The Sunbird was a good little vehicle for a decade or so. Then it started leaking oil. By this time I was living in the Big City* and didn’t know where to take it to get repaired. I figured I could just as well wait until the next time I got home to Osakis and have the local guy take a look at it. In the meantime, I’d just pour a quart of oil in the engine every morning before I went to work.
This worked fairly well for a few days … until the morning commute when I was startled to see smoke rolling out from under the hood of my car. I was on the freeway in rush hour, so what could I do but just keep rollin’? I got off on my exit and made it to the stoplight at the corner of my office building before the sight of flames licking my windshield convinced me it might be best to stop. As I got out of the car, a man across the street started yelling, “Get away from that thing! It’s going to blow!”
Oh. They do that? Who knew?
Anyway, the fire department was called and yada yada yada, my silver Sunbird was left a smoldering carcass in the middle of downtown St. Paul. I later learned that my colleagues watched the excitement from our sixth floor offices, wondering what kind of idiot let their car go up in flames like that. When the blaze was extinguished, the fire captain approached me, looking grave.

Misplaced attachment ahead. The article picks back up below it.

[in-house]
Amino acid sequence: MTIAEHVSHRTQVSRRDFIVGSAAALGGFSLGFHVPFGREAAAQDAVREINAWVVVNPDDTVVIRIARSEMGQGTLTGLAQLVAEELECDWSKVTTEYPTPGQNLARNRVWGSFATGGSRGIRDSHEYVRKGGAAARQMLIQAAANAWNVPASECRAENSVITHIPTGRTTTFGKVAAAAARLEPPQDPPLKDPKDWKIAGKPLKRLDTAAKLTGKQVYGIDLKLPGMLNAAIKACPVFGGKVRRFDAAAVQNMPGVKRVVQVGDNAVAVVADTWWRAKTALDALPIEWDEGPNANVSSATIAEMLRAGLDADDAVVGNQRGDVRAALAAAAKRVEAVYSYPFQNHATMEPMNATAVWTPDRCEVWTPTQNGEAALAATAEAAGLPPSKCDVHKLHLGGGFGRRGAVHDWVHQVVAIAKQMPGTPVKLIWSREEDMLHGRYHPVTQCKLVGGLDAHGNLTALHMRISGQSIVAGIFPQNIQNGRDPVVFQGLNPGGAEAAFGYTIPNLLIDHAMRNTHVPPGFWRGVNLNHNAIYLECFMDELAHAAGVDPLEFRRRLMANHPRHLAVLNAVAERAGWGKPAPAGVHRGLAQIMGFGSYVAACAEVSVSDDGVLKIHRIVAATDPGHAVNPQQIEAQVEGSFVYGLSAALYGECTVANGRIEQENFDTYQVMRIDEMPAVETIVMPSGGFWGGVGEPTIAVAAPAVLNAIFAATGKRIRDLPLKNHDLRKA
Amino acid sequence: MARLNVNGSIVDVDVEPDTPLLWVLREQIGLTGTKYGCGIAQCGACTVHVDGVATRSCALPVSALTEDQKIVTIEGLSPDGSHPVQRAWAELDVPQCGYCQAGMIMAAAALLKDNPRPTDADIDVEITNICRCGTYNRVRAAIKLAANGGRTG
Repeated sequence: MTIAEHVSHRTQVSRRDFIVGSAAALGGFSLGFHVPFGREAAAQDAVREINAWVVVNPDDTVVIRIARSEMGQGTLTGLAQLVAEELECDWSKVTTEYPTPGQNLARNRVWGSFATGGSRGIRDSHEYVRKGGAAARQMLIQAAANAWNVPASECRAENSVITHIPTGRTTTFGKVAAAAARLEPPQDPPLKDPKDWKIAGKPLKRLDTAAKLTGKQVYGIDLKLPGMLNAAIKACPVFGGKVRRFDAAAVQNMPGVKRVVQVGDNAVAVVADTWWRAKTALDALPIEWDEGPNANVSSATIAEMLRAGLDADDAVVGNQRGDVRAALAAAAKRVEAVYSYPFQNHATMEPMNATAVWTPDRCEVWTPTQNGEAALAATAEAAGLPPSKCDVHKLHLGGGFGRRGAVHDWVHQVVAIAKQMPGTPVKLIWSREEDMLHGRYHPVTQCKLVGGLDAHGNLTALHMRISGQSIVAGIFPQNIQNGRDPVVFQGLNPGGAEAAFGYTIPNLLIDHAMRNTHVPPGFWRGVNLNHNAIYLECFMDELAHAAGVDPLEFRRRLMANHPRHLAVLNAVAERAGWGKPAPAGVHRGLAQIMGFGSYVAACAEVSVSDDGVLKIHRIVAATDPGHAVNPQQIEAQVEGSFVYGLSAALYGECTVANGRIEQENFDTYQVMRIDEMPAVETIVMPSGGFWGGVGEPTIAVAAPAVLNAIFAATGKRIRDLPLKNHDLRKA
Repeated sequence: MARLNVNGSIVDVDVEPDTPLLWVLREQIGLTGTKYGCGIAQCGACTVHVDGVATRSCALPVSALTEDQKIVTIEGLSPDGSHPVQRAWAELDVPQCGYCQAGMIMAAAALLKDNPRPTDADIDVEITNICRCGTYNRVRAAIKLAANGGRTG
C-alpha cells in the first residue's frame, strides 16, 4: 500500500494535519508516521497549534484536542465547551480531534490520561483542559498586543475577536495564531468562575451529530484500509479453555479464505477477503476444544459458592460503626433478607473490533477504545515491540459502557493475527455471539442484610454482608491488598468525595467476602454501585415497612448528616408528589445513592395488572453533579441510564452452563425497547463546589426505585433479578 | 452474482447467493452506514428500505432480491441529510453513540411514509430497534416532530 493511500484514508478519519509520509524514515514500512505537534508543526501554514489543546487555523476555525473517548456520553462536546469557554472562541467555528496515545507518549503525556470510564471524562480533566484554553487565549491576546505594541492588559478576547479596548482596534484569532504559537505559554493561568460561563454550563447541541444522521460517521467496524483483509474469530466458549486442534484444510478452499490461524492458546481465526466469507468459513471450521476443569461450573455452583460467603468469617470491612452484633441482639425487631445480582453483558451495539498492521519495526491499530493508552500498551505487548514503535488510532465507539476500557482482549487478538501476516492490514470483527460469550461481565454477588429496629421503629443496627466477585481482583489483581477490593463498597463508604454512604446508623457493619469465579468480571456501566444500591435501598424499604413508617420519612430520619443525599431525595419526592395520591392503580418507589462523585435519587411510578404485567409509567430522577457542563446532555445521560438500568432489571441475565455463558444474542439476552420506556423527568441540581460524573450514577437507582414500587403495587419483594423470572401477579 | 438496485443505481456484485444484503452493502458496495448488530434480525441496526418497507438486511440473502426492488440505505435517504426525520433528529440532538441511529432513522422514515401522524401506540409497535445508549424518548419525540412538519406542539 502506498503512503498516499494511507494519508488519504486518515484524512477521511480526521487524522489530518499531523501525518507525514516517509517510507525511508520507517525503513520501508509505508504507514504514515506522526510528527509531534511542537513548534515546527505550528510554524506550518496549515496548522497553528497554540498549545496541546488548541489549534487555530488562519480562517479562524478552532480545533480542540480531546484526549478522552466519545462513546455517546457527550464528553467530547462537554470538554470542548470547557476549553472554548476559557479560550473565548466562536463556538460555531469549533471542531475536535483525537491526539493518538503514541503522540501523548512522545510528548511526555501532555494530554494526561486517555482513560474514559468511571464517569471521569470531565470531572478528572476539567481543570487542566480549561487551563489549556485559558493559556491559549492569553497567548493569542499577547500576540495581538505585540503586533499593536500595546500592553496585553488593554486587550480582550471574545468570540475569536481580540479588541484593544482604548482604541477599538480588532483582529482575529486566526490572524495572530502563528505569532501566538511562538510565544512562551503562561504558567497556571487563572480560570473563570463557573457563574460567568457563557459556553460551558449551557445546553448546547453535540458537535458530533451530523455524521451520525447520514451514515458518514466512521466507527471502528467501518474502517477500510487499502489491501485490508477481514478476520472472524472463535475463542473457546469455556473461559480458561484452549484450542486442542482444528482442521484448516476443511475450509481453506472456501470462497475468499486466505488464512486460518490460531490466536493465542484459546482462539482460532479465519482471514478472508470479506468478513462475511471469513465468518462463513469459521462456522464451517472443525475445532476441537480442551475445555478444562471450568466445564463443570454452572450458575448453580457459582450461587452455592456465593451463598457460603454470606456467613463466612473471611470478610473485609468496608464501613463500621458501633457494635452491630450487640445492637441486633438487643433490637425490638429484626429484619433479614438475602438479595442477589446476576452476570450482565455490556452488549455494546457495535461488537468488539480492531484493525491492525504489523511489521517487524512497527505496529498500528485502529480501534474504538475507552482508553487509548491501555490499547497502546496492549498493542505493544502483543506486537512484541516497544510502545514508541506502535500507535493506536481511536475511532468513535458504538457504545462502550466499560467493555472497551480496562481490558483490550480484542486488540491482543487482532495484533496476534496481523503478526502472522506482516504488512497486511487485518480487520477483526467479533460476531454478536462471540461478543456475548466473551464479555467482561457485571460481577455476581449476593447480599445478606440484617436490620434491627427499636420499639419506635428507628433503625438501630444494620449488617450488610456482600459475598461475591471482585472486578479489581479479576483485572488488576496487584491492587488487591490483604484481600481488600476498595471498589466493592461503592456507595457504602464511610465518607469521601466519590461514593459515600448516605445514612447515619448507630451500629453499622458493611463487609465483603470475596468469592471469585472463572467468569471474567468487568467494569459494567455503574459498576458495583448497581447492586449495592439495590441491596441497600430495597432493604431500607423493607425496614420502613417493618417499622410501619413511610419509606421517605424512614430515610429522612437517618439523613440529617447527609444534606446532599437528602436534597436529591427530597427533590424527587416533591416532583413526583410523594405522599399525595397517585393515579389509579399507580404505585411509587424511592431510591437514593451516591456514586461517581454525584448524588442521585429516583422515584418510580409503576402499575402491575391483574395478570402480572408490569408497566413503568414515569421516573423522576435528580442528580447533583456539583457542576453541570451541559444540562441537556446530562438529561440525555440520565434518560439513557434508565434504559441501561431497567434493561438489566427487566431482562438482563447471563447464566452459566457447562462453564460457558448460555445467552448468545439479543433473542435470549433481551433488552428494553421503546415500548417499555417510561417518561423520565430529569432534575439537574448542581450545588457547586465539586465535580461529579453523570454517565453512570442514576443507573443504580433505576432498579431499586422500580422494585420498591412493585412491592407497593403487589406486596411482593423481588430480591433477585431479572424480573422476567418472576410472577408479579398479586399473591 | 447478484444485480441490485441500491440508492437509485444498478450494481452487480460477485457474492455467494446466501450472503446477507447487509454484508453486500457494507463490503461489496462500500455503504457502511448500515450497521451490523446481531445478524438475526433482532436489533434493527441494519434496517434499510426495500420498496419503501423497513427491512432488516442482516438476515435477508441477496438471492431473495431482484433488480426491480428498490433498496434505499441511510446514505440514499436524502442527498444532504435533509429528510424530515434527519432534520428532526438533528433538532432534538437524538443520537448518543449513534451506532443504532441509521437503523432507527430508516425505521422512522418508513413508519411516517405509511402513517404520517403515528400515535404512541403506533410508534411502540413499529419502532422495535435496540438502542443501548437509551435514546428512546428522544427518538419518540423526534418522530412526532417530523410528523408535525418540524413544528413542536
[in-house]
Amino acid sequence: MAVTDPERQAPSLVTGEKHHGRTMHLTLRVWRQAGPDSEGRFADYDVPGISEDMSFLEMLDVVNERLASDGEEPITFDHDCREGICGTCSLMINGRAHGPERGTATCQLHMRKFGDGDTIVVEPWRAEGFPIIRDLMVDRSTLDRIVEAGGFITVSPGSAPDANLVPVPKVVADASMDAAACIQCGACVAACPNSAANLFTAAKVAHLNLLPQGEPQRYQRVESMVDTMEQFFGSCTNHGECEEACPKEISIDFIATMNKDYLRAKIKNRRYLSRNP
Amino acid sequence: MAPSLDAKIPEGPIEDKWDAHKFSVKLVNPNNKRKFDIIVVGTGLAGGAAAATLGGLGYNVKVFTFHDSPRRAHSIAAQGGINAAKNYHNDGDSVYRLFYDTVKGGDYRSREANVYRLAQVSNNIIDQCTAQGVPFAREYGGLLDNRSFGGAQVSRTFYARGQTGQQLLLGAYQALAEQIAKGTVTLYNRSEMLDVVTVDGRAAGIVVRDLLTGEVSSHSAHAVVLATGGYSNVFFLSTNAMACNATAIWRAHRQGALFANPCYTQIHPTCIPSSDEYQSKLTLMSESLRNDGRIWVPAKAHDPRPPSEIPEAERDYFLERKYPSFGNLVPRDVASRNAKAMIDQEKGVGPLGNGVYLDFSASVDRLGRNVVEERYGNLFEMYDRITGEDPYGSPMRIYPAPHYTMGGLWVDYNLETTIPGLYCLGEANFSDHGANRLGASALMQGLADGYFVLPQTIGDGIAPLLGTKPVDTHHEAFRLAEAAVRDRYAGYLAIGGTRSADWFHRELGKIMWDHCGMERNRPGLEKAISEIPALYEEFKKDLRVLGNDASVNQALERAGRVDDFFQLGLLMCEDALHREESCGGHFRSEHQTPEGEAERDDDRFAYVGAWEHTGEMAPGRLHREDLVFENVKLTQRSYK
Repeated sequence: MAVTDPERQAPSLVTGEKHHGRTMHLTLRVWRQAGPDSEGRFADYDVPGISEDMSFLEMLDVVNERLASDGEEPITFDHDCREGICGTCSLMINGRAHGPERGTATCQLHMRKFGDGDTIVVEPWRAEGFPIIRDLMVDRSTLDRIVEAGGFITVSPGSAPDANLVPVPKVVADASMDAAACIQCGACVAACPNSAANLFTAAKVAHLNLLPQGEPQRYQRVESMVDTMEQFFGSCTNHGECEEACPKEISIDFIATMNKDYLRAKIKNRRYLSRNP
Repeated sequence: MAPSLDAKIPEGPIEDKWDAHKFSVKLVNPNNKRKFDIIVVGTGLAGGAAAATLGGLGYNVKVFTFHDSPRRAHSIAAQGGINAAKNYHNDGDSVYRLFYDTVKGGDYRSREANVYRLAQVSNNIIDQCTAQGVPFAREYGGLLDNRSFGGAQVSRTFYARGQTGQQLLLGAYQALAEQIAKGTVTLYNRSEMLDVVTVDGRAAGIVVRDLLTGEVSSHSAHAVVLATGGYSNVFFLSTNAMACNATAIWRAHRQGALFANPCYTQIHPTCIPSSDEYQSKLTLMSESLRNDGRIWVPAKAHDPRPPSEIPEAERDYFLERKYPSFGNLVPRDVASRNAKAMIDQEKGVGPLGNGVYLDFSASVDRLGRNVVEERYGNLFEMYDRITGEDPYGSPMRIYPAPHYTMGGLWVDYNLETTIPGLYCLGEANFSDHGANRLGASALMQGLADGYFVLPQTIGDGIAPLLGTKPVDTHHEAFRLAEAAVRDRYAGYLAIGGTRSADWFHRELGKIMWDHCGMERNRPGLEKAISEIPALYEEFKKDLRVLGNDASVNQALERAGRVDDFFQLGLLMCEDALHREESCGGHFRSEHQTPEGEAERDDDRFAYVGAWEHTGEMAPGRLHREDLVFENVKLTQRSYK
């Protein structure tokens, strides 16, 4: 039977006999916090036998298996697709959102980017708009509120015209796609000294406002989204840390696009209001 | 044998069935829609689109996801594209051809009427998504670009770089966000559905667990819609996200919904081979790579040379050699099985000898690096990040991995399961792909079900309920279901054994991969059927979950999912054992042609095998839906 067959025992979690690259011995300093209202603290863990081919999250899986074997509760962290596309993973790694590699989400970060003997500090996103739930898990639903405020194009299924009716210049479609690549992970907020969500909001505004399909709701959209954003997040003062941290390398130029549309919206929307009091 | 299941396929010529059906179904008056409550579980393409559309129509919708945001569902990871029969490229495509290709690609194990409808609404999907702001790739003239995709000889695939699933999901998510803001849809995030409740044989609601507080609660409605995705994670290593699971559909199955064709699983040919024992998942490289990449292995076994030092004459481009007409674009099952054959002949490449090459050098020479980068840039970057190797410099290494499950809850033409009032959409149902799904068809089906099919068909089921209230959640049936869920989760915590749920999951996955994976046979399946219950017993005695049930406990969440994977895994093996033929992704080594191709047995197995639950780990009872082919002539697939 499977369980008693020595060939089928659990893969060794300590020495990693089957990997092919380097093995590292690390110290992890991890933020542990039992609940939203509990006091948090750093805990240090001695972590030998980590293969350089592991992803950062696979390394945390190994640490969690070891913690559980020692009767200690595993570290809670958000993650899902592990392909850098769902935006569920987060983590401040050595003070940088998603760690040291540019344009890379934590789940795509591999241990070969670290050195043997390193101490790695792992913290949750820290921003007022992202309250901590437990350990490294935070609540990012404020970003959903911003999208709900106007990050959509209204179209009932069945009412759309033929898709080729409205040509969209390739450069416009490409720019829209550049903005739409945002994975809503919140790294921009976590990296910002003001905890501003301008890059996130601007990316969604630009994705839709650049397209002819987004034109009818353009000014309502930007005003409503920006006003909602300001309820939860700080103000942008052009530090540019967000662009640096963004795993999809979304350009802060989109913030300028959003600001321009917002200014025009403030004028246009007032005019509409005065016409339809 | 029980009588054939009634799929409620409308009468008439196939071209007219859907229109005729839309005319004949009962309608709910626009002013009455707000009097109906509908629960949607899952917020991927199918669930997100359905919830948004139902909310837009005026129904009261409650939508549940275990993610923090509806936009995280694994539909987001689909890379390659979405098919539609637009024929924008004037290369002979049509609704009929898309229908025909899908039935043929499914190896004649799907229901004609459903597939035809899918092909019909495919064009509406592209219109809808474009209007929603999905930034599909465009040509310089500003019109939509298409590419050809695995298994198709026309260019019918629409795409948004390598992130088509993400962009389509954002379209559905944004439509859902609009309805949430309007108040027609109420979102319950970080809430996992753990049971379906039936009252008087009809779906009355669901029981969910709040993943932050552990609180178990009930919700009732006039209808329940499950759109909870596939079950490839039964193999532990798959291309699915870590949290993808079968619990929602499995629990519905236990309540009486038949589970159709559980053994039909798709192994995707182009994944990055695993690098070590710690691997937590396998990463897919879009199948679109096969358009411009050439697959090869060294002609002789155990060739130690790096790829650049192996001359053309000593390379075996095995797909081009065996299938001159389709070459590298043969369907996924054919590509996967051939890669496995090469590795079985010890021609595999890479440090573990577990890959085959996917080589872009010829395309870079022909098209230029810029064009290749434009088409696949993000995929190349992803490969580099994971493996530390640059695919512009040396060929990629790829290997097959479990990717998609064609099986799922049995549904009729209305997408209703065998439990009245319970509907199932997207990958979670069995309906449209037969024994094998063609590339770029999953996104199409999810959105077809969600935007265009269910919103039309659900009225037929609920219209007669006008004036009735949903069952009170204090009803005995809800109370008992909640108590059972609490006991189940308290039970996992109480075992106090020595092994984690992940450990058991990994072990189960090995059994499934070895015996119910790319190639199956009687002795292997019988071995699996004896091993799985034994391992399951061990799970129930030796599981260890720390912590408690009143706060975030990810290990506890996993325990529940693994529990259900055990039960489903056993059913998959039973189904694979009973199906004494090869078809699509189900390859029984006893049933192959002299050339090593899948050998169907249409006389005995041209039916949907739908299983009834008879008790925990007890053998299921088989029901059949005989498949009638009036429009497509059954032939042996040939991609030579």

“Have you had your oil changed recently?” he asked.
“Um … yes,” I fudged.
“Well, be sure to tell your insurance guy that whoever did it forgot to put the oil cap back on. We found it sitting on the transmission. Your car was splashing oil all over the hot engine all the way from Shoreview.”
My next car was a NEW black 1997 Ford Escort. Again a manual transmission, but four doors this time. Weezy, we movin’ on up! I had it almost a week before a deer jumped out onto the freeway in front of me. The collision beat the hell out of the right front end (and I suspect didn’t do the deer much good, either, but he scampered off into the ditch and out of sight). With $1,000 in damage and an $800 deductible, I decided if it was drive-able, it could live without cosmetic surgery. Fast-forward another five years or so, when a car hit me in an intersection and then sped away, leaving me with a left-side dent to match the deer-caused damage. Well, there’s something to be said for the aesthetics of symmetry.
Bowed, but not broken, my Escort continued to serve until last summer. It was rusting badly around the dented places and starting to nickel-and-dime me to death with small repairs, so I decided it was time to put it out to pasture. Enter my little, bright-red Kia, purchased from the same guy I got the Sunbird from 30 years ago. People told me I looked “sassy” in it. And now it’s been hit by a garbage truck and is as decrepit as its owner. That’s what an old maid gets for being sassy. Little Red currently rests where it fell, awaiting the conclusion of the endless dance of insurance dickering to find out who’s going to pay the $4,200 it’ll cost to get her moving again.
Even when she’s patched up, I know she’ll never be the same. That’s just as well. We’ll grow old together, Red and I, increasingly rusty, wheezy and cranky. That’s what old friends do.
*St. Paul. Not exactly New York City, true, but it has more than 1,000 people. That says big city to me.